• " " Take text within quotes literally after substituting any variables

  • ' ' Take text enclosed within quotes literally

  • ` `Take text enclosed within quotes as a command, execute the command and then replace with output of the command to the location of quotation marks

Below are some examples to illustrate the functional differences of different quotation marks. Quotation marks can be used to operate with variables and arguments. When the double or single quotation marks are used all the the text inside the quotation marks are used as one argument. The difference between these two quotation marks is that in when double quotation marks are used, variables are substituted by their values while single quotation marks all text is used as it is. If you run commands:

variable=sample1 echo "value = $variable"
the result will be
value = sample1

But if you use single quotation marks instead:

echo 'value = $variable'
you will get output:
value = $variable

In linux commands and scripts quotation marks are typically used to define arguments that contain space or other special characters. Say we would like to use grep to pick all rows that contain a string file size from a file called files.txt. Following command would not work:

grep file size files.txt

If you run the command above, you get an error message, as the word size is now interpreted to be the second argument defining the input file. We can fix the situation by using quotation marks.

grep "file size" files.txt

Now the first argument, defining the string to be searched, is file size, (including the space between the words) and the second argument, defining the input file, is now files.txt, as originally intended.

The third quotation mark type ` has a special meaning. With these quotation marks, you can make one linux command to produce an argument for another linux command. The basic syntax ` ` marks is:

command1 `command2`
where command1 will use the product of command2 as an argument. In Bash script, the same functionality can be done also with syntax: $(command)


2.7.4 Loops and conditional statements

Loops and condition statements are rarely used in interactive command line usage. However they are frequently used in scripts to perform similar commands several times and to control the commands to be executed. Bash provides a wide selection loops, conditional statements and other control structures. In this section we show examples of some of the most commonly used control structures.

A for loop performs specified commands iteratively so that on each iteration the loop variable is set to be equal to one of the items in the given element list. In bash a for loop is made with command structure:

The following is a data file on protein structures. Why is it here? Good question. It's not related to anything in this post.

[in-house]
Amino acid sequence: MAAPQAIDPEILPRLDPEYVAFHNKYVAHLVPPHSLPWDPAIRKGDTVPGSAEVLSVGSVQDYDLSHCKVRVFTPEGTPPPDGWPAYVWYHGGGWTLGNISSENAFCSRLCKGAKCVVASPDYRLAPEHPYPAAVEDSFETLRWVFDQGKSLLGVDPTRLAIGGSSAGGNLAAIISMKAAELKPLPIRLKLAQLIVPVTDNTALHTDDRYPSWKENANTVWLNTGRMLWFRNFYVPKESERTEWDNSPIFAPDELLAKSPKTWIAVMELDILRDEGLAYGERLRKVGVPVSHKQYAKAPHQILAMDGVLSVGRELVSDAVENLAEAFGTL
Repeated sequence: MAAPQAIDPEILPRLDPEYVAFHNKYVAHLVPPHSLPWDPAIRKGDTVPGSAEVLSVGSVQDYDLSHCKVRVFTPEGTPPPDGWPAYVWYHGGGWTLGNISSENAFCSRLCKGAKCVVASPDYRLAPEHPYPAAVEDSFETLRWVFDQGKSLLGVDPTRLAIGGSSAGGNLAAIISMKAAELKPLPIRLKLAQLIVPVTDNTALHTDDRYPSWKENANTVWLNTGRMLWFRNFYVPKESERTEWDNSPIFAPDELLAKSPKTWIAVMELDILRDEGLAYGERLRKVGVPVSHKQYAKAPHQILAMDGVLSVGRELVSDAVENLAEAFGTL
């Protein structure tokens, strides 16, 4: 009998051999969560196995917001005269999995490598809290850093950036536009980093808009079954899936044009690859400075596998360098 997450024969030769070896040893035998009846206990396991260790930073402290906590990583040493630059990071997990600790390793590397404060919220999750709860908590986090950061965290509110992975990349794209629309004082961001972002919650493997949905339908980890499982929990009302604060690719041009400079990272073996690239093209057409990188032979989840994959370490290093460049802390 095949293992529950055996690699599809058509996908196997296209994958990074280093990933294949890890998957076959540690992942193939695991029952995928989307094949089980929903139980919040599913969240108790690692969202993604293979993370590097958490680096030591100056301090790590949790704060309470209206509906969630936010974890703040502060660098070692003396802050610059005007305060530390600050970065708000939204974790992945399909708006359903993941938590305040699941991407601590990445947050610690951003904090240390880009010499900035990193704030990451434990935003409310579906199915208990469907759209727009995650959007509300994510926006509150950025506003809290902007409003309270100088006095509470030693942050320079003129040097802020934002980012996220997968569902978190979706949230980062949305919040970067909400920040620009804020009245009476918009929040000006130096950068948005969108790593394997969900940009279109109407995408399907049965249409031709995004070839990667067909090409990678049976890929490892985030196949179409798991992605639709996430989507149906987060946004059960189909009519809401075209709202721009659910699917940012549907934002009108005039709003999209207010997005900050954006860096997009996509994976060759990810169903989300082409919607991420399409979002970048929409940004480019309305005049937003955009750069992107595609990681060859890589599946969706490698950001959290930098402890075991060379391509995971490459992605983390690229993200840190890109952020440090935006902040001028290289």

for variable in element_list

For example loop:

for filename in sample1.txt sample2.txt sample3.txt
  echo ${filename}
Would print out:

Typically the argument list contains file names to be processed but it can also be any other parameter too. For example, say we have a directory called project_3 that contains nine files called: sample1.txt, sample2.txt ... sample9.txt. To see the content of the directory we in this case use command ls.

testuser@hippu1:/wrk/testuser> ls project_3/
sample1.txt sample3.txt sample5.txt sample7.txt sample9.txt  
sample2.txt sample4.txt sample6.txt sample8.txt  

If we would like to rename each of these files so that they have extension .old we could run command mv nine times or we could use a for loop:

for filename in sample1.txt sample2.txt sample3.txt sample4.txt  \
sample5.txt  sample6.txt  sample7.txt  sample8.txt  sample9.txt
   echo "Renaming file: ${filename}"
   mv project_3/${filename} project_3/${filename}.old

The for loop above is still quite clumsy as we need to write all the file names to the element list. We can avoid this by substituting the element list with $(ls project_3/). Now, command ls project3 is used to produce a list of file names to be processed

for filename in $(ls project_3/)
  echo "Moving file: $filename"
  mv project_3/$filename project_3/"$filename".old

In bash you can also create a for loop where a numerical index variable that is increased automatically by certain step size in each iteration. In this case the syntax is:

for ((variable=start; variable<=end; i++)) 

Below is a for loop that performs the same renaming operation as above, but using just numbers as elements.

for ((number=1; number<=9; number++))
  echo "Moving file: sample${number}.txt"
  mv project_3/sample${number}.txt project_3/sample${number}.txt.old

In while loop, the loop keeps running as long as the defined condition statement is true. In bash a while loop can be made with syntax:

while [[ condition ]]

The renaming operation, made above with a for loop could also be done with while loop.

while [[ $number -le 9 ]]
   echo "Moving file: sample${number}.txt"
   mv project_3/sample${number}.txt project_3/sample${number}.txt.old
   ((number = number + 1))

In the example above a variable called number is first set to have value 1. The value of this variable is then increased by 1 in the end of each iteration cycle. The iterations are continued until the variable reaches value 10.